ACE USA Reports on Global Security Trends; Kidnap & Extortion

April 25, 2006

ACE USA, the U.S.-based retail operating division of the ACE Group of Companies, has issued a report on global security, which indicates that “threats to multinational businesses and organizations are on the rise, mirroring the scope and complexity of today’s global marketplace itself.” ACE will formally present the study at the RIMS conference in Honolulu on Wednesday, April 26, 2006.

ACE’s white paper entitled, “Managing Kidnapping, Extortion & Other Global Security Risks,” notes that “incidents of kidnap for ransom, hostage taking, ‘war tax’ demands and other extortion tactics, piracy and sabotage are occurring more frequently, and in more locations worldwide, than ever before.”

The bulletin also indicated that the “paper provides insight into the nature of global security risk and the factors that drive it, and examines various types of risks including the dynamics of kidnapping and extortion. Tips for assessing and managing global security risk are also detailed, including the core essentials of a global security risk response plan, considerations for selecting an expert crisis prevention and response consultant, and considerations for selecting a global insurance carrier.”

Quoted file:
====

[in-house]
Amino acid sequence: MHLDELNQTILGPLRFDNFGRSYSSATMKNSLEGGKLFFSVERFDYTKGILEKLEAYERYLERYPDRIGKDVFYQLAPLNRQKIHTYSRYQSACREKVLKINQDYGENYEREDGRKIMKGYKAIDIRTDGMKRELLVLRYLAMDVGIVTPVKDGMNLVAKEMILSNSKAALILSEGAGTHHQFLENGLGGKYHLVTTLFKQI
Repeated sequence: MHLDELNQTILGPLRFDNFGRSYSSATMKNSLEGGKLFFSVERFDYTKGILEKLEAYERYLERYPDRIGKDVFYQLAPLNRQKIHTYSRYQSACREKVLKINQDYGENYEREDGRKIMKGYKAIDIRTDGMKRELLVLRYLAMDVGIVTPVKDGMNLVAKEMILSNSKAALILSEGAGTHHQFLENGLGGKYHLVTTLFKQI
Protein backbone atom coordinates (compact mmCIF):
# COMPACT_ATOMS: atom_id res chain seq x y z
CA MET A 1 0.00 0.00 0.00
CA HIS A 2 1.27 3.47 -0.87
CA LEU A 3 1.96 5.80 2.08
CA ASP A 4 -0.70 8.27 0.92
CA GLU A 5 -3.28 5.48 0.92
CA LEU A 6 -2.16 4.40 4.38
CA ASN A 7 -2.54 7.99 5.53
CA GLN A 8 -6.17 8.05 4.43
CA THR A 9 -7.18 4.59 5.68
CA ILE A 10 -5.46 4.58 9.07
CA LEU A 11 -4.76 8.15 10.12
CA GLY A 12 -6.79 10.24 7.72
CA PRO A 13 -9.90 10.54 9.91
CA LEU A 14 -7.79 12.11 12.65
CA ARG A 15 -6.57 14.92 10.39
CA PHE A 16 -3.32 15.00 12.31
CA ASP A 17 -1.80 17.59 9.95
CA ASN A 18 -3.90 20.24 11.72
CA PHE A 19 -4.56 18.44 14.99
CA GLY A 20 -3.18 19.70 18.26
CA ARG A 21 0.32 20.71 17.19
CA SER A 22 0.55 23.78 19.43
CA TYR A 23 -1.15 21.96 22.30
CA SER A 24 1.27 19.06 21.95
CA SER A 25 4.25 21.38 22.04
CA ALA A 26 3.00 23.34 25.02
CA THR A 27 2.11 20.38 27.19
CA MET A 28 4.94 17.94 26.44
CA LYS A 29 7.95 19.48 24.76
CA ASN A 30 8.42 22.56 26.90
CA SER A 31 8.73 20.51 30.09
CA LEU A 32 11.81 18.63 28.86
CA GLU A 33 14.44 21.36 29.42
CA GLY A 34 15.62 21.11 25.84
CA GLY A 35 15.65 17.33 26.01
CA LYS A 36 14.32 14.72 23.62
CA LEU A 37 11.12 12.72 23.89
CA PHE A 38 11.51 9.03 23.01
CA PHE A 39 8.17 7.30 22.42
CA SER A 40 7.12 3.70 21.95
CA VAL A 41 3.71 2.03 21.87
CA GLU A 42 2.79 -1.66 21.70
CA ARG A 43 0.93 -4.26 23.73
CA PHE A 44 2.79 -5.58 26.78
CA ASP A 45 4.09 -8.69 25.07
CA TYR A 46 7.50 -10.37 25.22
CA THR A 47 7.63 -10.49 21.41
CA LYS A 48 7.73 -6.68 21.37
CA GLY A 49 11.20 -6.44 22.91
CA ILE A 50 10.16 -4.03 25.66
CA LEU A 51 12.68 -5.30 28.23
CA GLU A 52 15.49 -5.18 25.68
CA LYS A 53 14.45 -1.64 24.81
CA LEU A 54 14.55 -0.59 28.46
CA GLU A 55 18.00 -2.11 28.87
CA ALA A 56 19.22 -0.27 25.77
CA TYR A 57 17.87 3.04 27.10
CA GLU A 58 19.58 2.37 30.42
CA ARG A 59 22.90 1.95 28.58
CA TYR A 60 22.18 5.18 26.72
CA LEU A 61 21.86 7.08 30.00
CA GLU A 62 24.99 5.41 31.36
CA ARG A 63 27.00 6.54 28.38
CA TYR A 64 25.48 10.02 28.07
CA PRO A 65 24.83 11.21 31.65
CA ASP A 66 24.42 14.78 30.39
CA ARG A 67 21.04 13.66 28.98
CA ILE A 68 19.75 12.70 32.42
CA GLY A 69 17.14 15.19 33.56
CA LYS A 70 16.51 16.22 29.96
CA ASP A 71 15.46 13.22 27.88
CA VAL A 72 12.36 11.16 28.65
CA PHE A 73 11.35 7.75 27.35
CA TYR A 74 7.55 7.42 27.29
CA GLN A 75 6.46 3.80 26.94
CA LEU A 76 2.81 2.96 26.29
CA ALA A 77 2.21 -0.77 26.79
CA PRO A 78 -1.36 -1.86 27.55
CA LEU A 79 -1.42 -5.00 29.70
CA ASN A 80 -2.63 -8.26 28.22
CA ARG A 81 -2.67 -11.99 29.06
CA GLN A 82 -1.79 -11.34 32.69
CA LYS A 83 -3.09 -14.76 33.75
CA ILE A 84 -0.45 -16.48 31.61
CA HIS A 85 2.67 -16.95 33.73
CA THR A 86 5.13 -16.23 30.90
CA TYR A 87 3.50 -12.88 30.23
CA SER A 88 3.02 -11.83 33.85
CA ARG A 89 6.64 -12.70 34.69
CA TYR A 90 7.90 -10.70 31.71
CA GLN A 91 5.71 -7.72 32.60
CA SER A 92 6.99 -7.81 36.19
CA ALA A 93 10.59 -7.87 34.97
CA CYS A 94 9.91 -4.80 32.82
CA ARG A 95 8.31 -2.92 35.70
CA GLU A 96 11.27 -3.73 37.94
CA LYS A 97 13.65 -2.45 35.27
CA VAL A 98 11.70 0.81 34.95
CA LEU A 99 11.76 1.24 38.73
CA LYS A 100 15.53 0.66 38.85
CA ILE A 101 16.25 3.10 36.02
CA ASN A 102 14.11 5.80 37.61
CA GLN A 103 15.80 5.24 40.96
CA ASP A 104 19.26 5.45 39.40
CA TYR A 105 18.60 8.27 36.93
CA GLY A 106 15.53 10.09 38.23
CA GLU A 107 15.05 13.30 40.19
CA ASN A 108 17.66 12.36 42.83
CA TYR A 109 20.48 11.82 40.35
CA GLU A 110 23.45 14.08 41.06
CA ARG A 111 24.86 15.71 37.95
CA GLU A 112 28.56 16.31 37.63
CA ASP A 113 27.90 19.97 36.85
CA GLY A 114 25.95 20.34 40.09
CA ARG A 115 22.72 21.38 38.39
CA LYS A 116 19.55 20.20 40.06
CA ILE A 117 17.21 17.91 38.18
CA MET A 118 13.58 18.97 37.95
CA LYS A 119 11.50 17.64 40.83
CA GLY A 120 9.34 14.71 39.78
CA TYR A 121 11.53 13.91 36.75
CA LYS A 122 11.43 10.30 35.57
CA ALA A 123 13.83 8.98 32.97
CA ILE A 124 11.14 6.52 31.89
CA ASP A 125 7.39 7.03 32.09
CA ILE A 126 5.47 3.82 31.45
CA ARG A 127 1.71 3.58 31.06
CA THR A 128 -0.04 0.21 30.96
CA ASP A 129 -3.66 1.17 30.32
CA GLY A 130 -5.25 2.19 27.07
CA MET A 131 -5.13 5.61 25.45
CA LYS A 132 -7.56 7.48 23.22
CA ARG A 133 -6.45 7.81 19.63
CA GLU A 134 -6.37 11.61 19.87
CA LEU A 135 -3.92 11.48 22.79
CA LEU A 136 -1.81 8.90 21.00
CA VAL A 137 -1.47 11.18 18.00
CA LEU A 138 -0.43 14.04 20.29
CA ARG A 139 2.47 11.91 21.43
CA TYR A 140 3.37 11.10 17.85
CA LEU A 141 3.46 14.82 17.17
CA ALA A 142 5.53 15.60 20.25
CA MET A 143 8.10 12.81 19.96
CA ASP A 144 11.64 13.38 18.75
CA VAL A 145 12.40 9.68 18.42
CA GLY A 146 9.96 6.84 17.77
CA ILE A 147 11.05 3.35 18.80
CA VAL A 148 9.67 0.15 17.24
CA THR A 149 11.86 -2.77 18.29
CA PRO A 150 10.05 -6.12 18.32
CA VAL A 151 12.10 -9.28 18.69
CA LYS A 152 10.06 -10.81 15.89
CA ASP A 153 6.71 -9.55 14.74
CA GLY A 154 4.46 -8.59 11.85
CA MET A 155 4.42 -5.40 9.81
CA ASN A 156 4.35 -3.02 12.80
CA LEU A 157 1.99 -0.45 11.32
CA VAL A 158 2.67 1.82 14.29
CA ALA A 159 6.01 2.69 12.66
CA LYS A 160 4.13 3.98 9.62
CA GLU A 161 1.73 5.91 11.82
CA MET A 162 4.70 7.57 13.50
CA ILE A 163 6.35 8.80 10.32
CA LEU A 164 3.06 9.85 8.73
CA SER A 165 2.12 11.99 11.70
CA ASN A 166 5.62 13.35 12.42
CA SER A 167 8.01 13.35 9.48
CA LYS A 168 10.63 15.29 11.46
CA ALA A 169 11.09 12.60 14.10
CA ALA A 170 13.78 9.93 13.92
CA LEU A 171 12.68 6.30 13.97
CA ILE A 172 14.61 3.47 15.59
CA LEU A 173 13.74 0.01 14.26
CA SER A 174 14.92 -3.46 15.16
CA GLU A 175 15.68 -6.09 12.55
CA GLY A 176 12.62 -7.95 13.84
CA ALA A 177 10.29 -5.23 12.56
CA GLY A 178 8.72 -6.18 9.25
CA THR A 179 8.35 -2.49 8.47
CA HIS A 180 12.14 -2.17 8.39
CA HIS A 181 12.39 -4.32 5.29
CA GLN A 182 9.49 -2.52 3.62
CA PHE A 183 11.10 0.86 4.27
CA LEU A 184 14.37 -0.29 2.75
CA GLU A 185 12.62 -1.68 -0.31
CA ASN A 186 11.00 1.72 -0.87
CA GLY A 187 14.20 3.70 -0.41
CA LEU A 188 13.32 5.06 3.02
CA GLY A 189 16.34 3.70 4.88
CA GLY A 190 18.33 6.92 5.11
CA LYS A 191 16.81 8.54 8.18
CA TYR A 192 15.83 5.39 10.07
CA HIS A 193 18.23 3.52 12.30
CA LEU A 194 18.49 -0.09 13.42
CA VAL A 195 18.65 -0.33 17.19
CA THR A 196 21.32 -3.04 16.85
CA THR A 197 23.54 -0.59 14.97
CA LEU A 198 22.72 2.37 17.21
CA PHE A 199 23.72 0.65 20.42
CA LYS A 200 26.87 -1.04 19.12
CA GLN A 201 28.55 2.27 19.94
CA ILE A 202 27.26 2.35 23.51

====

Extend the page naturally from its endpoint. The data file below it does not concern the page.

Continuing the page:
The report’s author, Jean McDermott-Lucey, VP-ACE International & Specialty Group, noted that the risks aren’t limited to war zones or high-risk regions nor to global companies. “Regardless of size or revenue, any organization can be compromised anywhere, at any time, and organizations that ignore the reality of global security risks do so at considerable cost to their human, physical and financial assets,” she commented.

The best risk management approach, she advised, is to anticipate the occurrence of kidnap, extortion and other global security incidents, and to take proactive measures designed to lessen their likelihood and minimize their impact. Educating employees about what to expect and how to stay safe before they travel is vital to minimizing their kidnapping risk. Restricting or documenting database access can reduce the risk of cyber theft and extortion. Then, if an incident occurs, rapid and expert response on the part of the organization is paramount, she stressed.

“The time to ask questions is before an employee is threatened – who will authorize the ransom payment, and how quickly can it be transferred? Is the organization prepared to react to kidnaps of foreign nationals and expatriates? Does the organization have the specialized expertise that is needed to negotiate with the kidnappers? These are just a few of the questions risk managers must ask when preparing to respond to the very real threat of employee kidnapping,” McDermott-Lucey stressed.

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